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Environmental racism in Louisiana’s ‘Cancer Alley’, must end, say human rights experts

Environmental racism in Louisiana’sCancer Alley’, must end, say human rights experts

The further industrialization of so-called “Cancer Alley” in the southern United States, known for its pollution-emitting chemical plants, should be halted according to a large group of independent UN human rights experts, who on Tuesday branded it a form of “environmental racism”.

Originally dubbed “Plantation Country”, Cancer Alley, which is located in the southern state of Louisiana along the lower Mississippi River where enslaved Africans were forced to labor, serves as an industrial hub, with nearly 150 oil refineries, plastics plants, and chemical facilities.

The ever-widening corridor of petrochemical plants has not only polluted the surrounding water and air but also subjected the mostly African American residents in St. James Parish to cancer, respiratory diseases, and other health problems.

“This form of environmental racism poses serious and disproportionate threats to the enjoyment of several human rights of its largely African American residents, including the right to equality and non-discrimination, the right to life, the right to health, right to an adequate standard of living and cultural rights”, the experts said.

Government failure

According to the experts, federal environmental regulations have failed to protect people residing in “Cancer Alley”.

In 2018, St. James Parish Council approved the industrialization of toxic chemical development through the “Sunshine Project” – a subsidiary company of Formosa Plastics Group that would create one of the world’s largest plastics facilities – and the building of two methanol complexes by other manufacturers.

Formosa Plastics’ petrochemical complex alone will more than double the cancer risks in St. James Parish affecting disproportionately African American residents, flagged the experts.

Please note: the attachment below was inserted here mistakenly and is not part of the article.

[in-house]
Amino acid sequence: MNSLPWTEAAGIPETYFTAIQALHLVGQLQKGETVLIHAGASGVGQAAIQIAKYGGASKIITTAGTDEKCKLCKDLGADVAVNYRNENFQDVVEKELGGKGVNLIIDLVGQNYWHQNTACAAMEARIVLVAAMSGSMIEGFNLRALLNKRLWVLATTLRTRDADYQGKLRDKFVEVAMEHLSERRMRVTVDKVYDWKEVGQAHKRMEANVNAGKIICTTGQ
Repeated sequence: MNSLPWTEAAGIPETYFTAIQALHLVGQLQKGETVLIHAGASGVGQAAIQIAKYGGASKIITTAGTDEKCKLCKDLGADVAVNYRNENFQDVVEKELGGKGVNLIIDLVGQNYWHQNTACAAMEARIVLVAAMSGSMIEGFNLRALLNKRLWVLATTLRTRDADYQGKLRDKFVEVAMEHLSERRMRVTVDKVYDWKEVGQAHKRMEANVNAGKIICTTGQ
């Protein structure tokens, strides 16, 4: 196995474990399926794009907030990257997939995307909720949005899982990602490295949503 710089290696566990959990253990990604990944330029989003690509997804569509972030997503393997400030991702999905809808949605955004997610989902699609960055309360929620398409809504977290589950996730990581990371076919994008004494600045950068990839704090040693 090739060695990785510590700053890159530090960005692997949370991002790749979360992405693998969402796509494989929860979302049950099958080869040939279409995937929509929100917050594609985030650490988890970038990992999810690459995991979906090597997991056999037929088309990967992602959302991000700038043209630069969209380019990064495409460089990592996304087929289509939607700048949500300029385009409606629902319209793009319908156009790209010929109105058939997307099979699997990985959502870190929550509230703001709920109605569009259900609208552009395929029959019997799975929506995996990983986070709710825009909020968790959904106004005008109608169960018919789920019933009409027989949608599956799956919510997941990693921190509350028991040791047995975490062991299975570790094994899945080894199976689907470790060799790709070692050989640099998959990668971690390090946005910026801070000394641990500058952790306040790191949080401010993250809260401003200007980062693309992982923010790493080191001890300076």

A grim prospect

According to data from the Environmental Protection Agency’s National Air Toxic Assessment map, the cancer risks in predominantly African American Districts in St James Parish could be at 104 and 105 cases per million, while those threats in predominantly white districts range from 60 to 75 per million.

The experts said that the new petrochemical complexes would exacerbate environmental pollution and disproportionately affect African American communities’ rights to life, health, and an adequate standard of living.

The combined emissions of carbon dioxide equivalent (CO2e) per year in a single parish could exceed those of 113 countries, they said.

Cultural threat

The UN experts also sounded the alarm over possible violations of cultural rights, as at least four ancestral burial grounds are at serious risk of being destroyed by the planned construction.

“The African American descendants of the enslaved people who once worked the land are today the primary victims of deadly environmental pollution that these petrochemical plants in their neighborhoods have caused”, they said.

“We call on the United States and St. James Parish to recognize and pay reparations for the centuries of harm to Afro-descendants rooted in slavery and colonialism.”

A ray of hope

The experts welcomed President Joe Biden’s Executive Order, signed in January, on Protecting Public Health and the Environment and Restoring Science to Tackle the Climate Crisis and the pledge of the US Government to listen to science, strengthen clean air and water protections, and hold polluters accountable for their actions.

While signing the Order, the President raised hopes by specifically citing Cancer Alley and commenting that “environmental justice will be at the centre of all we do when it comes to addressing the disproportionate health and environmental and economic impacts on communities of colour”.

Delivering justice

The experts called on the government to deliver environmental justice in communities all across America, starting with St James Parish, while upholding that corporations also bear responsibility and should conduct environmental and human rights impact assessments as part of the due diligence process.

 

Independent experts are appointed by the Geneva-based UN Human Rights Council to examine and report back on a specific human rights theme or a country situation. They are not UN staff, nor are they paid for their work.

 

ENDS

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